I think there's a difference between the dry definition of a port and the thing that people complain about.
The term "a port of a game" means a game was developed for one set of platforms, and it was later released for other platforms. Technically, a game released for multiple platforms from the get-go - such as Crysis 2 you have mentioned - shouldn't be called a port.
But that's not what people complain about. A game can be a port from its version on another platform, and still be a great game which was carefully ported. What people really complain about are games that exhibit elements not appropriate for the platform they are running on; unfortunately, this is a common occurrence with ports, hence the connection.
The problem isn't really exclusive to ports - a port may be a good port (modified to fit the new platform perfectly), while a non-ported game released on many platforms may simply work better on one platform vs another. The truth is, though, that many game today are designed with consoles in mind, and unfortunately their PC version (whether a port or a simultaneously-released version) is inferior because they are not properly adapted.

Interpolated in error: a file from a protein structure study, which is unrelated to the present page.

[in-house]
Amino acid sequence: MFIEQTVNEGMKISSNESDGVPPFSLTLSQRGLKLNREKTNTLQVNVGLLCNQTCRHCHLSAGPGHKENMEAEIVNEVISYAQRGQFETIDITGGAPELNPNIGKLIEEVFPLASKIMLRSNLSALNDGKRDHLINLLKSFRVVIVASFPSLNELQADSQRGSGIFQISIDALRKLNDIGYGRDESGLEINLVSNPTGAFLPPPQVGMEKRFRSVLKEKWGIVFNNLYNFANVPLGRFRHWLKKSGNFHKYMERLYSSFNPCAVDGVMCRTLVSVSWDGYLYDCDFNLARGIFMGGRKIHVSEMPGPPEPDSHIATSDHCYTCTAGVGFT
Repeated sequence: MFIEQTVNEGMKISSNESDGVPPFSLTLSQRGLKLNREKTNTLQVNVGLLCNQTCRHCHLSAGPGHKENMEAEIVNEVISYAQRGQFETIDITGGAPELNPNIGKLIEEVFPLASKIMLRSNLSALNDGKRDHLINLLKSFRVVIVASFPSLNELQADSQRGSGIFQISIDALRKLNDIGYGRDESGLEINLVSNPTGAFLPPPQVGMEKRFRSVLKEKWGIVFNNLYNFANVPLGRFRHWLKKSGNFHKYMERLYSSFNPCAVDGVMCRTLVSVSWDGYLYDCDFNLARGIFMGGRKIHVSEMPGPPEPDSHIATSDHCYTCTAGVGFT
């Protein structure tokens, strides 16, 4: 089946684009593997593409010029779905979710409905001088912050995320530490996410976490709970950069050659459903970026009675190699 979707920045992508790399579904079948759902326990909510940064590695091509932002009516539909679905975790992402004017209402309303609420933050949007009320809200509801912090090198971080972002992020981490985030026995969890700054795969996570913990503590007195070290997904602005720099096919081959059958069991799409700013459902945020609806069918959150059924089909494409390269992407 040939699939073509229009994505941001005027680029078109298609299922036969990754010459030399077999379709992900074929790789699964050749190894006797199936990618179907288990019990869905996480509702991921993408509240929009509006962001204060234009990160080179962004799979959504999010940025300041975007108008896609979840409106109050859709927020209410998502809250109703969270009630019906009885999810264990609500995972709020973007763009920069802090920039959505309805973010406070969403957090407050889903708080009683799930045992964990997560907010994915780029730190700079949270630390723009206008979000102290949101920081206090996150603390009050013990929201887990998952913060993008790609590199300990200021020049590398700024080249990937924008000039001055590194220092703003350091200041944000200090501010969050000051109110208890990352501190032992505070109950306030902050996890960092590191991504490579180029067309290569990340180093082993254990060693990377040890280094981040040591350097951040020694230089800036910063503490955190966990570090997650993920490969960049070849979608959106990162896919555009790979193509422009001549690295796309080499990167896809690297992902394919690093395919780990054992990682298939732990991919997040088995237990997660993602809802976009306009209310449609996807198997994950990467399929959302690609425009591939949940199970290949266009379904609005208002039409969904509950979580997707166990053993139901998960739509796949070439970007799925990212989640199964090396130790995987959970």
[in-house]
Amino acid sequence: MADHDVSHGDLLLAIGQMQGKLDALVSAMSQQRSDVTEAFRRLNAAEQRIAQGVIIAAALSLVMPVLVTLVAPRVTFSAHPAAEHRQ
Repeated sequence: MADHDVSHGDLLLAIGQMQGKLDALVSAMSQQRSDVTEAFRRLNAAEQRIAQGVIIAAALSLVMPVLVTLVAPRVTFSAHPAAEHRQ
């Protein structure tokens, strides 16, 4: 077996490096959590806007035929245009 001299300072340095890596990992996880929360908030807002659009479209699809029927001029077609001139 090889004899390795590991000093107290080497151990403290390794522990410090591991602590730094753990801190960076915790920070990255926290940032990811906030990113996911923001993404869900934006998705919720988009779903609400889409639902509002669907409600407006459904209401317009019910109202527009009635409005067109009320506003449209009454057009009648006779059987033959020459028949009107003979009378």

Common examples of things not properly adapted are UI elements - e.g. where mouse navigation is lacking while keyboard navigation is fine; aiming - where in consoles FPS often have auto-aiming mechanisms that should not appear on the PC; driving - where the accurate gamepad control does not have a parallel in a PC keyboard; etc. One of the biggest ones is something a little less obvious, and that's performance - a poor "port" might have poor performance on the platforms it was not originally designed to work with.
EDIT I've recently found this nice piece listing problems or missing features that plague PC releases of console-oriented games nowadays. Although it specifically bashes some select titles, it does mention problems that I've seen in many recent games, and I thought it's worthy to include the link here.